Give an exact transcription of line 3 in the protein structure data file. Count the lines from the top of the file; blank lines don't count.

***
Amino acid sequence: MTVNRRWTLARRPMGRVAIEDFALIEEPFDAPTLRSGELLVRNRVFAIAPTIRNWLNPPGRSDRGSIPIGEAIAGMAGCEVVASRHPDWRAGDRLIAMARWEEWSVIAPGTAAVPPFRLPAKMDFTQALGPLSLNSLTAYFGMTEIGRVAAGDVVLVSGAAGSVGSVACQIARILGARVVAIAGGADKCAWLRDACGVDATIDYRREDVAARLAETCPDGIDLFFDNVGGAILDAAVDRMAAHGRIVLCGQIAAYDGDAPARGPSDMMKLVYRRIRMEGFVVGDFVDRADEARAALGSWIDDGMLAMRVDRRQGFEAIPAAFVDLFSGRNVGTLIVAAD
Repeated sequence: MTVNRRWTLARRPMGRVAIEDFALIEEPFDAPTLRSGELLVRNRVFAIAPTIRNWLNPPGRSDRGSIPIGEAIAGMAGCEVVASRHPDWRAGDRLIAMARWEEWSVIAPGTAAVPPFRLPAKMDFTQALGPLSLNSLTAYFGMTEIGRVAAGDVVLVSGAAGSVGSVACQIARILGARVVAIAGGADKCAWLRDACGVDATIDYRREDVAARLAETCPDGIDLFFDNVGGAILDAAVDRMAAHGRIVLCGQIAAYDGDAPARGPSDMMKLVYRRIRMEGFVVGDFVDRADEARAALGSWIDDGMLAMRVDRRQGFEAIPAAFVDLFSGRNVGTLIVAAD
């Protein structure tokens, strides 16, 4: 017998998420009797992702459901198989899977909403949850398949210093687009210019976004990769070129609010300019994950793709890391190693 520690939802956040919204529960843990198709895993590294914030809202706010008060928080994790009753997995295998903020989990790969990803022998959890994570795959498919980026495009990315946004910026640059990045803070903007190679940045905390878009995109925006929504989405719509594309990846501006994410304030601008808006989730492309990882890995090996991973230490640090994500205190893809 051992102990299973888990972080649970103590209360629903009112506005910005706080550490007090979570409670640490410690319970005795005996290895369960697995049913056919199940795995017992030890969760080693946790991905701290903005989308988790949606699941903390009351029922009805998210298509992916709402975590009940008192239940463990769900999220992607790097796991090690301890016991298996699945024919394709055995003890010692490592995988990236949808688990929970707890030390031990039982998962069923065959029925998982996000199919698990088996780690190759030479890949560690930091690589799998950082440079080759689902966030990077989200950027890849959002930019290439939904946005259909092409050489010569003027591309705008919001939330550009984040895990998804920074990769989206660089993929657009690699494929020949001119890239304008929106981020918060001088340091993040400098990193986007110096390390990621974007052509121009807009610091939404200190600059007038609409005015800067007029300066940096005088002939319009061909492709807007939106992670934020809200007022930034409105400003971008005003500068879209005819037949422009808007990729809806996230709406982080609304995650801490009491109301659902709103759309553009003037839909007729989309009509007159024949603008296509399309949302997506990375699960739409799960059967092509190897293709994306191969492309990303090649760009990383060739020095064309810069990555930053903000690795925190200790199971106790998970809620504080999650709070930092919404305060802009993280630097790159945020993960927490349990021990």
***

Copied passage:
């Protein structure tokens, strides 16, 4: 017998998420009797992702459901198989899977909403949850398949210093687009210019976004990769070129609010300019994950793709890391190693 520690939802956040919204529960843990198709895993590294914030809202706010008060928080994790009753997995295998903020989990790969990803022998959890994570795959498919980026495009990315946004910026640059990045803070903007190679940045905390878009995109925006929504989405719509594309990846501006994410304030601008808006989730492309990882890995090996991973230490640090994500205190893809 051992102990299973888990972080649970103590209360629903009112506005910005706080550490007090979570409670640490410690319970005795005996290895369960697995049913056919199940795995017992030890969760080693946790991905701290903005989308988790949606699941903390009351029922009805998210298509992916709402975590009940008192239940463990769900999220992607790097796991090690301890016991298996699945024919394709055995003890010692490592995988990236949808688990929970707890030390031990039982998962069923065959029925998982996000199919698990088996780690190759030479890949560690930091690589799998950082440079080759689902966030990077989200950027890849959002930019290439939904946005259909092409050489010569003027591309705008919001939330550009984040895990998804920074990769989206660089993929657009690699494929020949001119890239304008929106981020918060001088340091993040400098990193986007110096390390990621974007052509121009807009610091939404200190600059007038609409005015800067007029300066940096005088002939319009061909492709807007939106992670934020809200007022930034409105400003971008005003500068879209005819037949422009808007990729809806996230709406982080609304995650801490009491109301659902709103759309553009003037839909007729989309009509007159024949603008296509399309949302997506990375699960739409799960059967092509190897293709994306191969492309990303090649760009990383060739020095064309810069990555930053903000690795925190200790199971106790998970809620504080999650709070930092919404305060802009993280630097790159945020993960927490349990021990």